Let Thousand Bubbles Bloom – Value Investing Will Be Better for it

Have we not learned anything from history?

This time it is different. How often have we heard this and how often has it turned out not to be different? Capital markets and investing have been around for decades, and there is not really much new to see or learn. The problem is that even the so-called savvy investors get caught up in the heat of the moment and have to keep re-learning the basic precepts of investing that have stood the test of time.

Case in point: Wall Street Journal reports on the recent surge in momentum investing. The conventional wisdom states that an investor is much more likely to get burned buying the latest hot stock. The “new wisdom”, arising from the recent few years of volatile and unpredictable markets (really!), and the general inability of the professional money managers to find good investments, states (and I am paraphrasing from the WSJ article):  we have entered into an era of multiple mini-bubbles and the way to take advantage of them is to buy stocks that have been doing well and move on to the next bubble when this one goes kaput.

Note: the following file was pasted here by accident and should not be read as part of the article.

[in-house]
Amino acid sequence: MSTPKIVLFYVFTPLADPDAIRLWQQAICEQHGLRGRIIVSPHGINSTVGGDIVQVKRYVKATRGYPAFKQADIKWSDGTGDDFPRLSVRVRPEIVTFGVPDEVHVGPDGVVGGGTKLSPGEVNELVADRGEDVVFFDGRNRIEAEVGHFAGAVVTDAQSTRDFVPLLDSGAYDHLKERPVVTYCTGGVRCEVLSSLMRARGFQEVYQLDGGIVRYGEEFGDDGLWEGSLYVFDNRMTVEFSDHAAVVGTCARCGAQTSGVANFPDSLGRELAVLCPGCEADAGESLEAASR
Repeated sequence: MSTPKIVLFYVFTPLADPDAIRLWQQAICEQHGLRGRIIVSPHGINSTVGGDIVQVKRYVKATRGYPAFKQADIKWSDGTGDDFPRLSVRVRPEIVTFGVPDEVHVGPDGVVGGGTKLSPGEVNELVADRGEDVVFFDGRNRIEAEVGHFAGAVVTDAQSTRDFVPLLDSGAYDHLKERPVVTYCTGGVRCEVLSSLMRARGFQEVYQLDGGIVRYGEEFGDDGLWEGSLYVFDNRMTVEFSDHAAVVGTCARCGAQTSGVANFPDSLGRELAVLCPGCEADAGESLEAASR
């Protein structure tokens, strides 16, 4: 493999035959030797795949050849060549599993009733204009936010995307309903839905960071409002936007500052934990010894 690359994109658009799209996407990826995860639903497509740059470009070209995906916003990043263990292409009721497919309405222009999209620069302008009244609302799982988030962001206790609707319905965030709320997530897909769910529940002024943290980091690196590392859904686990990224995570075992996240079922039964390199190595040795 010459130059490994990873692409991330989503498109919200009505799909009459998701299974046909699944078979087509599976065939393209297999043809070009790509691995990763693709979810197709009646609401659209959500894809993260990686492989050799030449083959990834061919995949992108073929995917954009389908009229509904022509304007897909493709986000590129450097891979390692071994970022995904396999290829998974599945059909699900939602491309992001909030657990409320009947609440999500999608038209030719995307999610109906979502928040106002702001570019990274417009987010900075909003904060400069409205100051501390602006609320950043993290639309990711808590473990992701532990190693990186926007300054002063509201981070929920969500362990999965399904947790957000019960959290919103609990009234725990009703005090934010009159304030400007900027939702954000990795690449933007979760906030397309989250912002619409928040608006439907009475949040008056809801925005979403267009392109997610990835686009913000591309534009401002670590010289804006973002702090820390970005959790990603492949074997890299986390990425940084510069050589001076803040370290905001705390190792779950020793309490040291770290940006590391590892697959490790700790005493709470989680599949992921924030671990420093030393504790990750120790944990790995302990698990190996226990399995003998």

Apparently, patience, due diligence and sound investing methods are no longer the key.

There are but two problems with this hypothesis

  1. Bubbles do not announce themselves in advance. If we, or the smart professionals on the Wall Street knew how to figure out the beginning and end of the bubble, than we would not have endured such a horrid last two years. The reality is that most investors who invest in momentum stocks, get on the ride too late, and get off too early (or get burned) and as a result cannot translate their crystal ball into long term sustained portfolio growth
  2. The very fact that so many are jumping on the momo investing bandwagon should make value investors smile. Why is that? It is because when there are multiple bubbles in the market and the dumb money is chasing quick returns, invariably many good company stocks start languishing. This is where a savvy value investor swoops in and than waits for the market to realize its folly. Value stocks are inherently less risky as they are already undervalued

When a momentum inspired investment sours, it can hurt really bad since the fall can be precipitous and there are usually no visible signals of impending doom. A value investment, however, is one where the risks are known and understood and the investor has ample time to take evasive action if necessary.

So if you are looking for stock investment advice in the actions the wall street herd takes, you may not find any. There are lessons however, and we will all do well to heed them.

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